Cutting plastic waste in schools, raising awareness of how to speak out about sexual assault, fighting to keep an acute stroke unit in Thanet, reducing train fairs for over 16s in education, bringing gender equality to PE and creating cycle lanes and bike proficiency course.
These are the campaigns that Citizenship GCSE students at King Ethelbert School in Birchington have been bringing into the public eye.
The school has eight groups of Year 10 students all working on various issues and learning how to research their subjects, contact relevant people and authorities to further their case and gain public support.
The youngsters will be speaking to North Thanet MP Sir Roger Gale next week and have, or are, raising petitions.
Awareness for reporting sexual assault
Seren Gibson and Bonnie Humphreys have been working on a campaign to help victims of sexual assault speak out. They were prompted to take up the cause after reading about a court case where the victim was blamed for wearing a thong.
Seren said: “We want to educate at a young age so people know how to report assault and what facilities are there for them. We have been researching the charities that support victims of sexual assault. We have put posters around the school and interviewed the child protection officer.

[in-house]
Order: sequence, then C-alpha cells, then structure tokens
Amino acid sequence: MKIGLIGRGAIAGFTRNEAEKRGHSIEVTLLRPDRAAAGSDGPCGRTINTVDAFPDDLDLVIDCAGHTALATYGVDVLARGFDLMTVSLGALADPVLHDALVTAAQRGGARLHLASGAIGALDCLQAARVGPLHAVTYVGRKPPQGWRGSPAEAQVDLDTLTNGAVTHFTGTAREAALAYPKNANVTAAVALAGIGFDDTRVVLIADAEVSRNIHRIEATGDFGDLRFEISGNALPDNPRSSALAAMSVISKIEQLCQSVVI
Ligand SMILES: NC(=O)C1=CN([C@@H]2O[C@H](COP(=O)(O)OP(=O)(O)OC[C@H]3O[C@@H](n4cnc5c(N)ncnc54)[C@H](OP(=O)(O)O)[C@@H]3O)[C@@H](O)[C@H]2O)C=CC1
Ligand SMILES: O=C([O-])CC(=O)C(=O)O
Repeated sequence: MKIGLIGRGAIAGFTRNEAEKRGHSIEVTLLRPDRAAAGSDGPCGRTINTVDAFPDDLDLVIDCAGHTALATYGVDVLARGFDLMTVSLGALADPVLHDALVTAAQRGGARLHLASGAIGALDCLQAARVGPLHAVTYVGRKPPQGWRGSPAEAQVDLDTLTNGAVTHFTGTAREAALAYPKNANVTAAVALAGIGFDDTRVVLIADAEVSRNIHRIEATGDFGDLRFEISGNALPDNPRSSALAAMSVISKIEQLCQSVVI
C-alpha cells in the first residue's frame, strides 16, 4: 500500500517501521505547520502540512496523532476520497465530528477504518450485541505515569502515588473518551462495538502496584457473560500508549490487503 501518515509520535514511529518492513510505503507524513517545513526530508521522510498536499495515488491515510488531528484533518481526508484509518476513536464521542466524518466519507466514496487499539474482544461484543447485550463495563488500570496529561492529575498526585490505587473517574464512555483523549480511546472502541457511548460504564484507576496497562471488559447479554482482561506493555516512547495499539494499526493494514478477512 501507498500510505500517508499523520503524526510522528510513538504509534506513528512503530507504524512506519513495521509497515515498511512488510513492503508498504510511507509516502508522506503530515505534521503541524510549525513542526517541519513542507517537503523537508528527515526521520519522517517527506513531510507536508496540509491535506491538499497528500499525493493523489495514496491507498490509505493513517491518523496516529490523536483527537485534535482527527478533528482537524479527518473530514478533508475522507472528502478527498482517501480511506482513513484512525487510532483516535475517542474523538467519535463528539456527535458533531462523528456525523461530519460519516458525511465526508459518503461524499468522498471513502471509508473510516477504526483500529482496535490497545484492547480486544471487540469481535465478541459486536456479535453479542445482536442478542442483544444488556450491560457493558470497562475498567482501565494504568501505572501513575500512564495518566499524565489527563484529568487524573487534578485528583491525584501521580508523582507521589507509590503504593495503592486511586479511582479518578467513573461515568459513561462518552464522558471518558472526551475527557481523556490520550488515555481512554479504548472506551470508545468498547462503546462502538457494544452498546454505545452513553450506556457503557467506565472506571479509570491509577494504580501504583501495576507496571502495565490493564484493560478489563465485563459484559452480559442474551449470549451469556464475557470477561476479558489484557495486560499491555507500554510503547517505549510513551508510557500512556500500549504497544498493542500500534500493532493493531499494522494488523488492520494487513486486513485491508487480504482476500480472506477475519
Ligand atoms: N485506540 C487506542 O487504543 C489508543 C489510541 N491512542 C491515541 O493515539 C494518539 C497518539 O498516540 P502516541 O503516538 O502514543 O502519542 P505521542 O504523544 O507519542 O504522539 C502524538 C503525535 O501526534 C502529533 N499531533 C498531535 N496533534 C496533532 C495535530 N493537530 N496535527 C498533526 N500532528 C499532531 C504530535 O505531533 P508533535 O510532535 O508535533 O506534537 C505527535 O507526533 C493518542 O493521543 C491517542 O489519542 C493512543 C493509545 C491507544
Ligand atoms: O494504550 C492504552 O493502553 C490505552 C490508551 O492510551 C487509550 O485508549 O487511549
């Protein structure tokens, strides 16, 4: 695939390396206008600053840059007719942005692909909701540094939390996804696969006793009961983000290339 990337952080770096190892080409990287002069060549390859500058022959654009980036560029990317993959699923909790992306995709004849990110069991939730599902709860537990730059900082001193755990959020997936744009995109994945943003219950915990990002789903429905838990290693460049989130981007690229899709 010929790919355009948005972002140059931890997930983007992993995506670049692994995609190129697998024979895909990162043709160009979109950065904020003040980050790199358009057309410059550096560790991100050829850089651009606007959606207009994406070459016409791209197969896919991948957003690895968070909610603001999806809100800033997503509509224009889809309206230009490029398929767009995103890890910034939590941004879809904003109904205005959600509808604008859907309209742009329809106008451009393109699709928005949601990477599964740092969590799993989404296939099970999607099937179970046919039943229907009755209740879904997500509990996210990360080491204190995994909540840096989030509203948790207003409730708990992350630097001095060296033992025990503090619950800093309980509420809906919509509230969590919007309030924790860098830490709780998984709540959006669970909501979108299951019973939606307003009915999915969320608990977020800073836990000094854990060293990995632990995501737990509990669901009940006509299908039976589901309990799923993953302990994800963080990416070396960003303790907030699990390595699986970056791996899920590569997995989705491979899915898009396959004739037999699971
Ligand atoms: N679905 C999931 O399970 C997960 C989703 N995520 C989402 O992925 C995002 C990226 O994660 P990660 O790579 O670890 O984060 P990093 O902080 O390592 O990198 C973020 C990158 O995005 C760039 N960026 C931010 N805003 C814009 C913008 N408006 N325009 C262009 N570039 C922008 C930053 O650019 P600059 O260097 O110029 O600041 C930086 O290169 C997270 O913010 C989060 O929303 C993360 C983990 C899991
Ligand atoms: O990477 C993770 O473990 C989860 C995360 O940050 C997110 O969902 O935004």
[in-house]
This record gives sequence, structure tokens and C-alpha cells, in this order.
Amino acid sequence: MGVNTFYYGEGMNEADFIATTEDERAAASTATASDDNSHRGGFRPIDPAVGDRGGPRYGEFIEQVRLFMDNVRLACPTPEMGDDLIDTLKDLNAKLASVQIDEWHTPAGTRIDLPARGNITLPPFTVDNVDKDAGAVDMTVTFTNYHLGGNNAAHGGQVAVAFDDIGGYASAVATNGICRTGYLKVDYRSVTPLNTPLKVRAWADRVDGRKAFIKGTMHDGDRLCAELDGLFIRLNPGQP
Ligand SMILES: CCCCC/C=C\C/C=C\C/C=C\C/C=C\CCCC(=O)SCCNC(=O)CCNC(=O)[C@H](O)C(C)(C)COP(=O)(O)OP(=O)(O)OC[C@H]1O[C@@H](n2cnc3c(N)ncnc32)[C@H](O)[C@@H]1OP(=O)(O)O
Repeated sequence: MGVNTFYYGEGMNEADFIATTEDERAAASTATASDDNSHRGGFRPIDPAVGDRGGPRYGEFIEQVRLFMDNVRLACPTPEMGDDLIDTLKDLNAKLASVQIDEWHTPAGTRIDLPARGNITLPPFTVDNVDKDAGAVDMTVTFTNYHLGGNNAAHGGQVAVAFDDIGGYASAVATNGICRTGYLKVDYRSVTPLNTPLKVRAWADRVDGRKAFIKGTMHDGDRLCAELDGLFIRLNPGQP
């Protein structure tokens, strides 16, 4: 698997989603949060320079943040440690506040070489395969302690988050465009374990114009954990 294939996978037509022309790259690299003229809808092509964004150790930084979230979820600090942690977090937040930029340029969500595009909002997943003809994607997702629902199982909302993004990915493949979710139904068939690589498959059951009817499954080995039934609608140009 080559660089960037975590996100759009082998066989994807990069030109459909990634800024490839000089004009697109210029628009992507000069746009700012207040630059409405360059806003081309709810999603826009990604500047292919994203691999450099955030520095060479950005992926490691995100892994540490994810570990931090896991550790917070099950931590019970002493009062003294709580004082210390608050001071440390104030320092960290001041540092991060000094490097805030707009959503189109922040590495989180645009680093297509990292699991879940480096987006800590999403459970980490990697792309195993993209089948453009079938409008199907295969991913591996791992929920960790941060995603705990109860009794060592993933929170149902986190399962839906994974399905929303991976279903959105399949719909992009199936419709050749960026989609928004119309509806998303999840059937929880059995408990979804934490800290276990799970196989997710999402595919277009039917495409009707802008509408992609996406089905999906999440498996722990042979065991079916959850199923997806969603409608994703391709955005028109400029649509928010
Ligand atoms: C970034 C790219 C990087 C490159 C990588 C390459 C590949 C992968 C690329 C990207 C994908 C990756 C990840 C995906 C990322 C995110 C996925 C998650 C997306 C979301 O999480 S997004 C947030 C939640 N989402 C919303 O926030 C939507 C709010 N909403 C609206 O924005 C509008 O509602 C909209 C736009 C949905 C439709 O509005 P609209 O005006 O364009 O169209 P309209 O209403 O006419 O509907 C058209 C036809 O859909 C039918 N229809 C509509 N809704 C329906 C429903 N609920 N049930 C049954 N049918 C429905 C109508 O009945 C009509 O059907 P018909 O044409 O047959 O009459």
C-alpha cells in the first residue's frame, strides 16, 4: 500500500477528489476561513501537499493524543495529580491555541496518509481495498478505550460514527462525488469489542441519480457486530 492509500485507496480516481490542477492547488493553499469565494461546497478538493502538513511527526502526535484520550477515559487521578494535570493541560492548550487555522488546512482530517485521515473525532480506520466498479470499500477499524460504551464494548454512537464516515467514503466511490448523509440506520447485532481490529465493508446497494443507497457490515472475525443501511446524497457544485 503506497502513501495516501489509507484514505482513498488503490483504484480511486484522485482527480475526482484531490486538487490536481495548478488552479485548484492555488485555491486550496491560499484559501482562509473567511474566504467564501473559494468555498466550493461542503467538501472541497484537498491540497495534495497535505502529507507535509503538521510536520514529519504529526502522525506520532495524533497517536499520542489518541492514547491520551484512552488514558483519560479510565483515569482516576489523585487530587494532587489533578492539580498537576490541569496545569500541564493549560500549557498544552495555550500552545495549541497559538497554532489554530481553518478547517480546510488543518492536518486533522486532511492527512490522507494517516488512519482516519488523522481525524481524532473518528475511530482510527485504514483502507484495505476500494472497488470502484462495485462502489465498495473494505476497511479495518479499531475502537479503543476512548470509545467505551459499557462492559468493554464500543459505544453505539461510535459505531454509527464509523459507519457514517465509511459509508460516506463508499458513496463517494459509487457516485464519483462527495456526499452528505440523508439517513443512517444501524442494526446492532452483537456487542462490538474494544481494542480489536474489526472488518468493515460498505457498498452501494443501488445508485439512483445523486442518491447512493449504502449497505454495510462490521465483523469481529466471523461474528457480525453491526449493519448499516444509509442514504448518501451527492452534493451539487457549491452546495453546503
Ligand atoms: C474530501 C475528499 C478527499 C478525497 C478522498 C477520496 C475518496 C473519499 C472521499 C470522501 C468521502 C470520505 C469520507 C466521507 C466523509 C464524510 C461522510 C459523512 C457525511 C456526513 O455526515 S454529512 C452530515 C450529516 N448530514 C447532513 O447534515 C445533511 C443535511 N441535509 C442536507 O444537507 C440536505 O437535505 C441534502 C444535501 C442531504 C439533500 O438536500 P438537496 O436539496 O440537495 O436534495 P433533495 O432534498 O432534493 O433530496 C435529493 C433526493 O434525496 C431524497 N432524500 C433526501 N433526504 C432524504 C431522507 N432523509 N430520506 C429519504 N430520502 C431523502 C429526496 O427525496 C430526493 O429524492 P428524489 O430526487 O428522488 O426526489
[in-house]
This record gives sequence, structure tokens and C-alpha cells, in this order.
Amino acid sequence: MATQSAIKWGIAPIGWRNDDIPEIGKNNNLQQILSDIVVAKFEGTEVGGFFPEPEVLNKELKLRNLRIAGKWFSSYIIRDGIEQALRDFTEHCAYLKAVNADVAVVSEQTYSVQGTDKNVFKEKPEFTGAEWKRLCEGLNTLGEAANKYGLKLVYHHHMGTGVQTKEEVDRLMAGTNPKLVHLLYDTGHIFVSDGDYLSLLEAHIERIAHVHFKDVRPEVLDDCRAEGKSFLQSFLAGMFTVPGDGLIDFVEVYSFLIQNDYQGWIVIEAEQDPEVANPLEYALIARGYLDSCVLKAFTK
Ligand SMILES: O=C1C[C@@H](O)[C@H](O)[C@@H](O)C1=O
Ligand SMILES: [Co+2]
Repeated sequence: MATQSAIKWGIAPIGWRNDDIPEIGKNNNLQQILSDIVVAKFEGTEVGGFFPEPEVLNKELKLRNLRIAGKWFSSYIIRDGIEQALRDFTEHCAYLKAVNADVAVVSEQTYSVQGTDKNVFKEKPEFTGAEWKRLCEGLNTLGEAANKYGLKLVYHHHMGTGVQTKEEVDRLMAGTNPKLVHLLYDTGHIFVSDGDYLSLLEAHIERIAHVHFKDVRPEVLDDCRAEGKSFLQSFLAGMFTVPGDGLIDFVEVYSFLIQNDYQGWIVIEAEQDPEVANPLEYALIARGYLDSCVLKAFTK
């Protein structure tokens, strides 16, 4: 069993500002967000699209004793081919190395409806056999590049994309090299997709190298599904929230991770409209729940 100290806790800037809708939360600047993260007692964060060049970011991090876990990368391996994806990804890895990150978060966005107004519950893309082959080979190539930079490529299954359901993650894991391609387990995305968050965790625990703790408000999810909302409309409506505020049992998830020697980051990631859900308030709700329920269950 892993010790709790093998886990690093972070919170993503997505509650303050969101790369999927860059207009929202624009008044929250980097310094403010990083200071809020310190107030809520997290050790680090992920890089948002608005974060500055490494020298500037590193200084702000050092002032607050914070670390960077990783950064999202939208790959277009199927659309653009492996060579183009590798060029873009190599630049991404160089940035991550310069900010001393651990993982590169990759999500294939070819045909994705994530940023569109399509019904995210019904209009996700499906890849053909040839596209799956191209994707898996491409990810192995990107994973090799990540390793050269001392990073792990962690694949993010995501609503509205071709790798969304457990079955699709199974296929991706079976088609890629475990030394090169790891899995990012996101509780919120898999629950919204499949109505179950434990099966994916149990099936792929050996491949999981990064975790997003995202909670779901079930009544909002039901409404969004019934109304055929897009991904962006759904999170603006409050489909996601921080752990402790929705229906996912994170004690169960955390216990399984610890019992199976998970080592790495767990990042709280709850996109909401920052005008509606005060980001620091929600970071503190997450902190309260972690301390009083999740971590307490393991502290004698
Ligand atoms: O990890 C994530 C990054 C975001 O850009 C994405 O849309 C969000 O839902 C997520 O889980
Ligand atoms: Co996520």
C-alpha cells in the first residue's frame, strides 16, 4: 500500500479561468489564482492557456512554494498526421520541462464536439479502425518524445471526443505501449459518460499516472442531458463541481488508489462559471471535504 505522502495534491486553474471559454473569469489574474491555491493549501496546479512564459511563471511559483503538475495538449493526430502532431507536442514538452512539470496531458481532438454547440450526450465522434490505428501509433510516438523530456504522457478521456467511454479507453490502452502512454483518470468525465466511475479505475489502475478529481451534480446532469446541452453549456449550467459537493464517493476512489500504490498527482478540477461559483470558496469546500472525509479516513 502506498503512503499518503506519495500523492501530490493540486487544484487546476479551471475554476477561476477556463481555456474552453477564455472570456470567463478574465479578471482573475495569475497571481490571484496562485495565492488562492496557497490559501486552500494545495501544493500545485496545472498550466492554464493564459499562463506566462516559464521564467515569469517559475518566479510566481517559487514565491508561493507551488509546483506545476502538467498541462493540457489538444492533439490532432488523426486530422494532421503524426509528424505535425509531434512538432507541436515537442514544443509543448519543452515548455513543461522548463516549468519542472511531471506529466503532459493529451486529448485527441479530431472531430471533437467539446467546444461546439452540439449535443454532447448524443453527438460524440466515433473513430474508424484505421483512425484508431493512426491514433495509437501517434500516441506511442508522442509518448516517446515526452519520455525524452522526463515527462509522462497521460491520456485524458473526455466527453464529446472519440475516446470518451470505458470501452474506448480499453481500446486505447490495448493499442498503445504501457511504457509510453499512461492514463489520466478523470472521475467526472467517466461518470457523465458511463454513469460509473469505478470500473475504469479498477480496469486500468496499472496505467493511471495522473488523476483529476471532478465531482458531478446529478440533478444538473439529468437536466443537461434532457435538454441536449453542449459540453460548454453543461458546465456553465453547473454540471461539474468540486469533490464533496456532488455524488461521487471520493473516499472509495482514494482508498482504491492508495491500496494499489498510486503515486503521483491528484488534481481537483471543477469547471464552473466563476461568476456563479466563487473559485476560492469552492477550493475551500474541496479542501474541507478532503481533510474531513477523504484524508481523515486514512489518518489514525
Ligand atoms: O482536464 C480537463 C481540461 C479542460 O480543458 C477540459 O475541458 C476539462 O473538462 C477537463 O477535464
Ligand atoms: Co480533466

“We want to speak to the people in the community about reporting crimes, get information in newspapers and hold sessions with younger pupils.
“We looked at the wider picture for our area and saw conviction rates in Ramsgate were lower than the national average and it seems that sometimes there is not enough evidence.
“So far we have learnt how to do a campaign, how to contact people and write letters and communicate outside of the school.
“We hope the outcome will be that people will know where to go to report these crimes.”
Reducing train fares for teens over 16 in full-time education
Five students have taken on the challenge of trying to get student rail fares lowered. The team have spoken to the Better Transport pressure group, written to the rail minister -without reply -created posters and raised a government petition.